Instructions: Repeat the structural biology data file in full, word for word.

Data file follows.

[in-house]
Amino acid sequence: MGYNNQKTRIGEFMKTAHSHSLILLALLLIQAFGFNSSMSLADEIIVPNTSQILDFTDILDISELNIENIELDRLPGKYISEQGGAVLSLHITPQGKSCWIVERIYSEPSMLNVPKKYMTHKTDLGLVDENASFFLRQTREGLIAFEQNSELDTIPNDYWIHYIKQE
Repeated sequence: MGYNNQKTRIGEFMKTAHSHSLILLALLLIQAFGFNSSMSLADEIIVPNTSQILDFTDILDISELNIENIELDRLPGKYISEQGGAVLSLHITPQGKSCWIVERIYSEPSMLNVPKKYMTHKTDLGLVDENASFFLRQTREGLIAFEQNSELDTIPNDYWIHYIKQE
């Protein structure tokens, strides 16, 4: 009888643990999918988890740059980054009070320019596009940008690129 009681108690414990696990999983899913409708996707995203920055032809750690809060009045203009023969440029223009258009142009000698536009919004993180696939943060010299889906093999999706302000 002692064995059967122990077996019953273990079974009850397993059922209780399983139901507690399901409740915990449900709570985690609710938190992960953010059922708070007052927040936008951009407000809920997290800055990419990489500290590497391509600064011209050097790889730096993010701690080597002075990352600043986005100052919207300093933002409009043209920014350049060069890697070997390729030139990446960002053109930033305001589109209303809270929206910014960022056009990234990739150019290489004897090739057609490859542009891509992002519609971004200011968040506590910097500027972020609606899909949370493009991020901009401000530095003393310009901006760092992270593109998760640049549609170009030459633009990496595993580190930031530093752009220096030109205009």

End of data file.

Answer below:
[in-house]
Amino acid sequence: MGYNNQKTRIGEFMKTAHSHSLILLALLLIQAFGFNSSMSLADEIIVPNTSQILDFTDILDISELNIENIELDRLPGKYISEQGGAVLSLHITPQGKSCWIVERIYSEPSMLNVPKKYMTHKTDLGLVDENASFFLRQTREGLIAFEQNSELDTIPNDYWIHYIKQE
Repeated sequence: MGYNNQKTRIGEFMKTAHSHSLILLALLLIQAFGFNSSMSLADEIIVPNTSQILDFTDILDISELNIENIELDRLPGKYISEQGGAVLSLHITPQGKSCWIVERIYSEPSMLNVPKKYMTHKTDLGLVDENASFFLRQTREGLIAFEQNSELDTIPNDYWIHYIKQE
């Protein structure tokens, strides 16, 4: 009888643990999918988890740059980054009070320019596009940008690129 009681108690414990696990999983899913409708996707995203920055032809750690809060009045203009023969440029223009258009142009000698536009919004993180696939943060010299889906093999999706302000 002692064995059967122990077996019953273990079974009850397993059922209780399983139901507690399901409740915990449900709570985690609710938190992960953010059922708070007052927040936008951009407000809920997290800055990419990489500290590497391509600064011209050097790889730096993010701690080597002075990352600043986005100052919207300093933002409009043209920014350049060069890697070997390729030139990446960002053109930033305001589109209303809270929206910014960022056009990234990739150019290489004897090739057609490859542009891509992002519609971004200011968040506590910097500027972020609606899909949370493009991020901009401000530095003393310009901006760092992270593109998760640049549609170009030459633009990496595993580190930031530093752009220096030109205009």